Writing for Us
A CurtainUp New Jersey Review
Are You There, McPhee?
But nothing Guare has written is likely to have prepared you for the dementedly off-the-wall doings and the dizzyingly out-of-control characters that we are confronted with in Are You There, McPhee? certainly Guare's most free-wheeling and comically absurdist latest play, as originally commissioned by the McCarter Theater and Princeton University for its world premiere.
Unfortunately, director Sam Buntrock hasn't done all that he needed to do, to bring a cohesive shape to what is now an interestingly conceived, but all too recklessly structured dark farce. Consequently you may think you need a road map, a guide, and possibly an analyst in the seat next to you to help you keep up with it once you get past the first admittedly rollicking hour. This may be Guare's most purposefully convoluted and preposterously contrived story yet.
Although buoyed with puppetry, some of it fanciful and some of it fearsome, the play carries an overabundance of digressive allusions to old movies and classic children's literature. At two hours and 45 minutes, It is also egregiously long. More than a little judicious pruning is in order to keep our interest from waning as the main character proceed on his often humorous, if also self-serving journey from his present to his past and back again.
You certainly can't depend upon the formidable and frenetically driven narrative to keep you abreast, even as it is driven in full throttle by the splendid Paul Gross as Edmund Gowry (Mundie to his friends), a playwright and the play's point-of view character. When egged on to regale his friends with a story as a diversion during a cocktail party, he gets the inspiration to embroider/enhance a personal experience that may or may not be rooted in or recruited from reality. As his story becomes grounded in the decidedly demented distortions of his own memory, Mundie finds himself, as did Alice when she fell into the rabbit hole, willing to submit to the sometimes horrific, but also occasionally hilariously contrived conditions and conventions provided by his experiences in an alternate universe.
It helps that Gross, who created a well-deserved following as the neurotic artistic director of a Canadian theater company in the TV series Slings and Arrows and recently appeared on Broadway in Private Lives, is a very attractive leading man. He has the task of dominating as well as dictating the course of the play from its beginning to its end, sometimes breaking the fourth wall. He careens (no other word for it) brilliantly through a series of dream-like absurdist adventures none of which appear to conspire in his behalf but rather define him as a victimized provocateur presumably in search of a newly imagined self.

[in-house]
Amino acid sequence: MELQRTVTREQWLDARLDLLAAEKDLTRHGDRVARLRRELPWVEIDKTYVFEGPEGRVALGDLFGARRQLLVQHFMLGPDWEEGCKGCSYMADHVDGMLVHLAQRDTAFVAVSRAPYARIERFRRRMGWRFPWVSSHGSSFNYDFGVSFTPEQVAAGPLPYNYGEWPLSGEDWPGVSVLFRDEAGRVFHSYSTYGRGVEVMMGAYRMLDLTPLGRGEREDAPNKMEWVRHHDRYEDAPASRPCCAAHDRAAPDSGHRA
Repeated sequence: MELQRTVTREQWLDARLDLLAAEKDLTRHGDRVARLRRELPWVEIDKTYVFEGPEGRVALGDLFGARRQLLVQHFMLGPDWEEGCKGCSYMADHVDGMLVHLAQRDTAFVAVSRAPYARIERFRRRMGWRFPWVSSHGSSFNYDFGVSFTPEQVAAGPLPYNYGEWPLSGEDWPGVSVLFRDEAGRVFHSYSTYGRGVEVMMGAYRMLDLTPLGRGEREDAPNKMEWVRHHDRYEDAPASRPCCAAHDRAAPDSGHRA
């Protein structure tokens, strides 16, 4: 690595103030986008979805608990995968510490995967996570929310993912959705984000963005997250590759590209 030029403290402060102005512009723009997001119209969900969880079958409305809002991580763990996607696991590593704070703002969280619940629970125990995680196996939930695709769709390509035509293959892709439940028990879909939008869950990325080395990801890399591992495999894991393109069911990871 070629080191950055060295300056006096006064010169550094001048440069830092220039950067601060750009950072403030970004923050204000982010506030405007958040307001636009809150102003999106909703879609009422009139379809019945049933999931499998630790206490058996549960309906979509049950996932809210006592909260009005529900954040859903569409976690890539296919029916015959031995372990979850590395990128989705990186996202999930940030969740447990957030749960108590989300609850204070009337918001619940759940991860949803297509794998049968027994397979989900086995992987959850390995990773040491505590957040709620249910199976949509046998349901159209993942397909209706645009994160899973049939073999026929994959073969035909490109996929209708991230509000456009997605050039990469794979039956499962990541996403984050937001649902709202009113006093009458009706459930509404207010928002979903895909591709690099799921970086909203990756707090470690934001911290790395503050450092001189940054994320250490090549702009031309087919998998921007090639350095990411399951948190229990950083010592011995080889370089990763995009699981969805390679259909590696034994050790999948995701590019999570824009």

The play within the play, or story within the story, is set in Nantucket in the summer of 1975. The film Jaws is playing at the local cinema and is the talk of the island where Mundie had purchased an income-producing rental property. Notwithstanding the on-going affair he is having with his lawyer's wife now vacationing in Argentina, as well as one with an interim tart, Mundie is summoned to the island by the police who claim that the house is being used by child pornographers and is now a crime scene.
It won't be much of a plot spoiler to reveal that everyone he encounters on the island, including the detective, claims to have played a role in a local production of his last play The Structure of Stars and that a woman has either been murdered or has committed suicide in a home to which he has been invited for dinner by a strange man he met in a Nantucket bar. That man is named McPhee and he carts around an 11 lb live lobster (a puppet, of course) in a basket.
What is Mundie to do when confronted by the shenanigans of two incorrigible, drug-addled children left in the care of an incompetent au pair couple named Wendy and Peter while their irresponsible father has gone off to make a film deal with Disney? As it happens, Mundie is also in the midst of negotiations to write a screenplay for a proposed remake of the Hitchcock film Suspicion to be directed by Roman Polanski.
The play like Mundie's mind is also empowered by his memories of children's literature. The primary question it seems to pose is whether Mundie is to be forever trapped in this Never-ever land—, or will his desire to change himself be strong enough to transform his vision/version of his past and be the key to his future. Nice work if he can do it. I suspect that the play would be better served if the children who have much too much stage time, were played by puppets, making them less deplorable and potentially more delightful.
Though the other actors ably play more than one character they are mostly defined by their caricatured and cartoon-ish behavior. David Farley's impressive set includes a brick wall, some fantastical as well as conventional interiors that support the idea of two interlocking worlds. The title of the play apparently comes from a nautical term, supposedly used by sailors when they need to diffuse what they perceive as impending danger. You might just keep in mind another old expression, "Forewarned is forearmed."
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